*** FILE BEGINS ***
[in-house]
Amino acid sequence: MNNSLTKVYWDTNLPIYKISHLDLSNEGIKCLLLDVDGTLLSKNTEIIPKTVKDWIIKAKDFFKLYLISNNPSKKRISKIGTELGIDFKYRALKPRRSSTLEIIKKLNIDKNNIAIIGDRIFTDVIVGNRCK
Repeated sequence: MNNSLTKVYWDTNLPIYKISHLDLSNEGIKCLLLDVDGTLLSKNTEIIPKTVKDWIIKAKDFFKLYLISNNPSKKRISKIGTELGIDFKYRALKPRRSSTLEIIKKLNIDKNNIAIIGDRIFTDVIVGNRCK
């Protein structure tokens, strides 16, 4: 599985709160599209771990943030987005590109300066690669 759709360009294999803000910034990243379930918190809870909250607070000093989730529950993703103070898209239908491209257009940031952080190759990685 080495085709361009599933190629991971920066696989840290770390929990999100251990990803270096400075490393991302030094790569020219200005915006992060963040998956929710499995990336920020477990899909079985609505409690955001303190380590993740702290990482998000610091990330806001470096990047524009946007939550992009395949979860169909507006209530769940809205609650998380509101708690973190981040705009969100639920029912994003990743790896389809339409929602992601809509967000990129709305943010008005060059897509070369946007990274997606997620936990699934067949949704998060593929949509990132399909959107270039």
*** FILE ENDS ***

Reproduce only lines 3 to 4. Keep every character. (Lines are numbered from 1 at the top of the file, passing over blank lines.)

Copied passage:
Repeated sequence: MNNSLTKVYWDTNLPIYKISHLDLSNEGIKCLLLDVDGTLLSKNTEIIPKTVKDWIIKAKDFFKLYLISNNPSKKRISKIGTELGIDFKYRALKPRRSSTLEIIKKLNIDKNNIAIIGDRIFTDVIVGNRCK
């Protein structure tokens, strides 16, 4: 599985709160599209771990943030987005590109300066690669 759709360009294999803000910034990243379930918190809870909250607070000093989730529950993703103070898209239908491209257009940031952080190759990685 080495085709361009599933190629991971920066696989840290770390929990999100251990990803270096400075490393991302030094790569020219200005915006992060963040998956929710499995990336920020477990899909079985609505409690955001303190380590993740702290990482998000610091990330806001470096990047524009946007939550992009395949979860169909507006209530769940809205609650998380509101708690973190981040705009969100639920029912994003990743790896389809339409929602992601809509967000990129709305943010008005060059897509070369946007990274997606997620936990699934067949949704998060593929949509990132399909959107270039």